Anis Heydari, CBC News:
Cadillac Fairview says they’ve been using facial recognition software in their mall directories since June to track shoppers’ ages and genders without telling them.
The company now says they are suspending use of the cameras inside mall maps, including at Chinook Centre and Market Mall in Calgary.
The move comes after both the Alberta and federal privacy commissioners announced they were launching investigations into the use of facial recognition technology without the public’s consent.
When news of this first spread late last month, I asked Cadillac Fairview, Mappedin — which created the software that was being used at these malls — and the Privacy Commissioner of Alberta for comment. Mappedin declined to comment and told me to ask Cadillac Fairview; a Cadillac Fairview spokesperson told me that, because no photos or videos of shoppers were stored, they did not need to ask permission. The Privacy Commissioner’s office declined to comment even generally about whether this interpretation of the law was correct.
The Cadillac Fairview spokesperson also did not comment on whether the age and gender estimates they were creating through this facial recognition system were being associated with other data, like search queries on the mall directory or device tracking.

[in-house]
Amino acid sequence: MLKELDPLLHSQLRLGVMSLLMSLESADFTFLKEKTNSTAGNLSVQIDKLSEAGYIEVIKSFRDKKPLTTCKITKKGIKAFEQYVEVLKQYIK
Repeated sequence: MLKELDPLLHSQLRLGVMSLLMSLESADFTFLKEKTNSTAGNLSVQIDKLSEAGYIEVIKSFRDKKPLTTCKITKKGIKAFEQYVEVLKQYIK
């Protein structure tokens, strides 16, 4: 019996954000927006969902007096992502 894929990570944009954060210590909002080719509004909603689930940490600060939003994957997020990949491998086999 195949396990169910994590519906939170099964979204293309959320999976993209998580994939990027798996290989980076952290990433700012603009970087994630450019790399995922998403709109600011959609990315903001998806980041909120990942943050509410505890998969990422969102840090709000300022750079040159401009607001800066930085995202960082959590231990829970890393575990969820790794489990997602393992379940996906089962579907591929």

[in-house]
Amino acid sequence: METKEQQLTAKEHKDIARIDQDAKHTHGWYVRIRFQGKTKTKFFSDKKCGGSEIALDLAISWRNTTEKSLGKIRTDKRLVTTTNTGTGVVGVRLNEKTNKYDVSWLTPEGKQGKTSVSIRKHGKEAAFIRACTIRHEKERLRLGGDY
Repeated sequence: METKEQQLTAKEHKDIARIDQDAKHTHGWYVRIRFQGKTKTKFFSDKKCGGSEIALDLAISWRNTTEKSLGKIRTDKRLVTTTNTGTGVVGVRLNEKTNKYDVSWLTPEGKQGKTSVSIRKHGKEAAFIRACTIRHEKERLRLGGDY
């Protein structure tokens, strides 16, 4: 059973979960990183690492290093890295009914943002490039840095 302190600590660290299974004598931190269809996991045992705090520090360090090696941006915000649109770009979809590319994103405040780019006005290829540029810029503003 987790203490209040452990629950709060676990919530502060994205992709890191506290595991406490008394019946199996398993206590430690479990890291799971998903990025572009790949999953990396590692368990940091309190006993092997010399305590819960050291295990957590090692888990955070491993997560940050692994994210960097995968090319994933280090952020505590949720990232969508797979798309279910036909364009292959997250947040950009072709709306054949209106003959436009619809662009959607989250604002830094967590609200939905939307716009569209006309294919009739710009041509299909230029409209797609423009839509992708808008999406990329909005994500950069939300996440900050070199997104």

Leticia Miranda, Buzzfeed:
Retailers are turning to facial recognition software to identify potential thieves by comparing scanned images of shoppers’ faces against a database of known shoplifters. But as more retail stores consider using the technology, privacy advocates and industry stakeholders are debating how the technology should be regulated and how shoppers should be informed about when their faces are scanned.
Shoppers don’t have a say about whether or not the software scans them. That’s because companies are not legally required to get consent from shoppers to collect so-called biometric data like face images, except in Illinois where it has been illegal to collect biometric data without written consent since 2008.
It’s shocking to me that, in the U.S. and Canada at least, there is little oversight for the collection of this kind of data. Pretty much every retailer and mall has security cameras and there are notices at entrances that notify visitors. But there is a big difference between using those cameras to monitor for shoplifters and continually processing video feeds for behavioural analytics purposes.